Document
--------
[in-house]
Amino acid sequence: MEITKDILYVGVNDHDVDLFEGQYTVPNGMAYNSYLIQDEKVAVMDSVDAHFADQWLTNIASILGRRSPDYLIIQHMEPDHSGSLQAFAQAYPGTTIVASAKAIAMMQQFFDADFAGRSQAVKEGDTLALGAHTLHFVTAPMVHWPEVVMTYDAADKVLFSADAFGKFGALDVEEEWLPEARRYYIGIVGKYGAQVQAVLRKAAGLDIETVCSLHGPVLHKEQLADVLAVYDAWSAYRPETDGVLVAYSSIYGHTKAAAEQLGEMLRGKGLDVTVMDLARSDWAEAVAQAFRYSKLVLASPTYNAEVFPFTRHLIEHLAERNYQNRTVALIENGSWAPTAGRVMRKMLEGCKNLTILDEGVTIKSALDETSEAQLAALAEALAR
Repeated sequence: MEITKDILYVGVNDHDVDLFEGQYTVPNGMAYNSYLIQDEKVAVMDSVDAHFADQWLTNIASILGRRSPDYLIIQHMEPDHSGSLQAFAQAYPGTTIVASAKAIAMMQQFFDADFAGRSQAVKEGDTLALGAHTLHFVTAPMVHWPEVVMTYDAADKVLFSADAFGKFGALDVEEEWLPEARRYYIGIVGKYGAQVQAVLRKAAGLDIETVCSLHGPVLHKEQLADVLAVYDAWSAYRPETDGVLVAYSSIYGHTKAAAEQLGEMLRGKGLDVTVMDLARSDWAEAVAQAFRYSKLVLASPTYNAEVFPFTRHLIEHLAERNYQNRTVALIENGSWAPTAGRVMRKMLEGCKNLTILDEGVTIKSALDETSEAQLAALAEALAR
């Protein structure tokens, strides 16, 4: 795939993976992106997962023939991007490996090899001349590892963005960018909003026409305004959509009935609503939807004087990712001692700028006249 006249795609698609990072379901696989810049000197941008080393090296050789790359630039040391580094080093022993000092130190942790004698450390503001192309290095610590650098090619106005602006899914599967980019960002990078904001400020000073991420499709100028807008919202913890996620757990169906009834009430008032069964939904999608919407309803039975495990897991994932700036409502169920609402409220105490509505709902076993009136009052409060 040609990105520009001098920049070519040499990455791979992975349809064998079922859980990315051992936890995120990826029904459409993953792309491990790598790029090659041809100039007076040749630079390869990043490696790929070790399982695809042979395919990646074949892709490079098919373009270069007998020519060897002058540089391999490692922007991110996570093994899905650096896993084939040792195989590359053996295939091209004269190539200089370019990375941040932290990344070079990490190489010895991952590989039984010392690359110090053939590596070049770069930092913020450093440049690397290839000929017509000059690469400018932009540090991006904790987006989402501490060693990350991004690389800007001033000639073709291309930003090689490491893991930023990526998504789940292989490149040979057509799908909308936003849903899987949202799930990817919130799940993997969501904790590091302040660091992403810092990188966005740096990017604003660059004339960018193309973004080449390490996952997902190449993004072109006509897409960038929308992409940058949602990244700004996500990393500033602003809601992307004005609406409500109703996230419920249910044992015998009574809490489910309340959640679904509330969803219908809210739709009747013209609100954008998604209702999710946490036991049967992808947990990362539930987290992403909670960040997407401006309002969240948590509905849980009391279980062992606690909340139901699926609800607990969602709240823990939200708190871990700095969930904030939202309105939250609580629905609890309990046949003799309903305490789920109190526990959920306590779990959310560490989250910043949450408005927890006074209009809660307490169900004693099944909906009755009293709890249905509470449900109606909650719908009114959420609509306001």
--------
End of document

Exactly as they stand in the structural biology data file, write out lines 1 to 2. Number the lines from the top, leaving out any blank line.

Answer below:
[in-house]
Amino acid sequence: MEITKDILYVGVNDHDVDLFEGQYTVPNGMAYNSYLIQDEKVAVMDSVDAHFADQWLTNIASILGRRSPDYLIIQHMEPDHSGSLQAFAQAYPGTTIVASAKAIAMMQQFFDADFAGRSQAVKEGDTLALGAHTLHFVTAPMVHWPEVVMTYDAADKVLFSADAFGKFGALDVEEEWLPEARRYYIGIVGKYGAQVQAVLRKAAGLDIETVCSLHGPVLHKEQLADVLAVYDAWSAYRPETDGVLVAYSSIYGHTKAAAEQLGEMLRGKGLDVTVMDLARSDWAEAVAQAFRYSKLVLASPTYNAEVFPFTRHLIEHLAERNYQNRTVALIENGSWAPTAGRVMRKMLEGCKNLTILDEGVTIKSALDETSEAQLAALAEALAR